If your son or daughter graduates without ever signing up for a course purely out of curiosity or for the love of learning, he or she has lost out on one of life’s greatest pleasures. At what other time will they spend every day around instructors who should be doing nothing more than stimulating their minds and helping them learn to think?

Students should spend at least part of their college years “trying on” life to see how it fits. What feels comfortable? What feels constricting? A graduating class wearing the same suit, cut from the same cloth, brings identical—and predictable—behavior to a workplace or society.

Imagine investing tens of thousands of dollars (or more) to learn how to think just like everyone around you! I can think of a lot more productive ways to spend four (or five) years.

Renee-JamesRenee A. James works at Rodale Inc. and also wrote an award-winning op-ed column for The Morning Call, the Allentown, PA, newspaper, for almost 10 years. Her essays were included in the humor anthology, 101 Damnations: A Humorists’ Tour of Personal Hells (Thomas Dunne Books, 2002), and are also found online at Jewish World Review and The Daily Caller. She invites you to Like her Facebook page, where she celebrates—and broods about—life on a regular basis, mostly as a voice in the crowd that shouts, “Really? You’re kidding me, right?” (or wants to, anyway), and she welcomes your suggestions, comments, and feedback to the mix.

 

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4 Responses to Whatever Happened to Carpe Diem?

  1. Paula September 12, 2014 at 6:14 am #

    Amen! And how about starting to encourage “carpe diem” and curiosity even earlier – like in grade school – so when students get to college or other post-secondary opportunites they can consciously reject curricula that lead to “progress”, “success” and, inevitably, a sense that something is missing.

  2. Renee September 12, 2014 at 11:58 am #

    Thanks for your thoughts, Paula, I’m with you – clearly, I’m with you ! But in many cases, it appears that teachers (and school districts) have to meet guidelines and standards established by their district or their state that leave little room for anything beyond the core curriculum within any subject.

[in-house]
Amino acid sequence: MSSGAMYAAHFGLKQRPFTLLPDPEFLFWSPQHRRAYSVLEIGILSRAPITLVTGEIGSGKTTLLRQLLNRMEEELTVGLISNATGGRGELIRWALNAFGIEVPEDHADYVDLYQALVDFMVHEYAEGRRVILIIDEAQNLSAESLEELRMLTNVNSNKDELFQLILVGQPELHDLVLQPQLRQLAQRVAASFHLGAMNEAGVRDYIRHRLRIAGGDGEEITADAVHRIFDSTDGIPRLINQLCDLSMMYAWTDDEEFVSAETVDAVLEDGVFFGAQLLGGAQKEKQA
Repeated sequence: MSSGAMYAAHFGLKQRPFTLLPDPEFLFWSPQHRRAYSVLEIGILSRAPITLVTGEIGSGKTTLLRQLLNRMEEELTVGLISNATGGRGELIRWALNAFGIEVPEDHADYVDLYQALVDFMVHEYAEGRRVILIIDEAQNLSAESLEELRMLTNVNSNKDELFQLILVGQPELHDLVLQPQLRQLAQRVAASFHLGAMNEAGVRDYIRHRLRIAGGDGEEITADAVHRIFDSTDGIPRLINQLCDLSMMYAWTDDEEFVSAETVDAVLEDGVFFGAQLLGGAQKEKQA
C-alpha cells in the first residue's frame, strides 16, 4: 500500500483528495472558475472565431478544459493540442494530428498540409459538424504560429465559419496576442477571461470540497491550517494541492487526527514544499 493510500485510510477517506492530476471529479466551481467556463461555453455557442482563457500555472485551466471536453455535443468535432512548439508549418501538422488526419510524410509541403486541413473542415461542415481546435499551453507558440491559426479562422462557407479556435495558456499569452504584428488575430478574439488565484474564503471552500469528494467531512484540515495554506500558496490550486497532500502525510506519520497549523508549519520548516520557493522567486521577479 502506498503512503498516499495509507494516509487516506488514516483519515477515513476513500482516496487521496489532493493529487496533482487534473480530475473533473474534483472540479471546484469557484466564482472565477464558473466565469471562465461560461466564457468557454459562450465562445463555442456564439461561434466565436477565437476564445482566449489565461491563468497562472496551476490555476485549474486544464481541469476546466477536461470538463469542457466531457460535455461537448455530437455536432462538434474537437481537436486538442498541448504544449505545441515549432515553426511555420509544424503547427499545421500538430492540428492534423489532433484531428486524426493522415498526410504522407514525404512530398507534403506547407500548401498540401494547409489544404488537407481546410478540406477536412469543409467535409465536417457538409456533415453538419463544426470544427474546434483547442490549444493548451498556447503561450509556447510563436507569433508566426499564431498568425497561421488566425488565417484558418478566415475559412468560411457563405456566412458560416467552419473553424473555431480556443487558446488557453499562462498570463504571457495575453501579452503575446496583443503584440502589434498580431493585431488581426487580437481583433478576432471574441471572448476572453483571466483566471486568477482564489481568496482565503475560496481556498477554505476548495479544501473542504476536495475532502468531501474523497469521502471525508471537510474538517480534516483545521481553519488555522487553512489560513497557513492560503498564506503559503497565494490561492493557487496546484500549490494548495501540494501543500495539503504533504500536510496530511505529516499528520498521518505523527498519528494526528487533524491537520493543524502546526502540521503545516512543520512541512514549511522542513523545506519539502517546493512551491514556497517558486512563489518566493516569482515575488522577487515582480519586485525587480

In other words, we may be teaching children to do well on standardized tests so we can prove that we’re teaching them well enough to pass a standardized tests. “Carpe testing,” it would seem.

  3. Colleen September 12, 2014 at 1:09 pm #

    Renee, it seems my daughter may have been on of the lucky ones. An eighth grade teacher taught her English class as if they were adults, & discussed so much more than just literature & sentence structure. She remains one of her favorite teachers.

    In college my daughter always looked to different lectures ‘just because’ & they were the ones I always heard about.
    I always believed that she should go to college to pursue her passions, interests, apptitudes although they don’t necessarily translate into a financially stable lifestyle (history, photography, archaeology). The future remains to be seen, although I feel more hopeful…
    Thanks for your insight – always makes me think 🙂

  4. Renee September 12, 2014 at 2:53 pm #

    Thanks Colleen – appreciate you sharing your story and your kind words! I tend to think of it this way: with some exceptions, many people earn a degree and then end up in a job or a career that may not be entirely what they anticipated nor expected; but they enjoy their work and lead a reasonably fulfilled and “successful” life.

    So if that’s true, and it feels mostly true, why not use at least part of your college years to absorb all kinds of interesting information along the way to your degree? You won’t get that time or that chance again!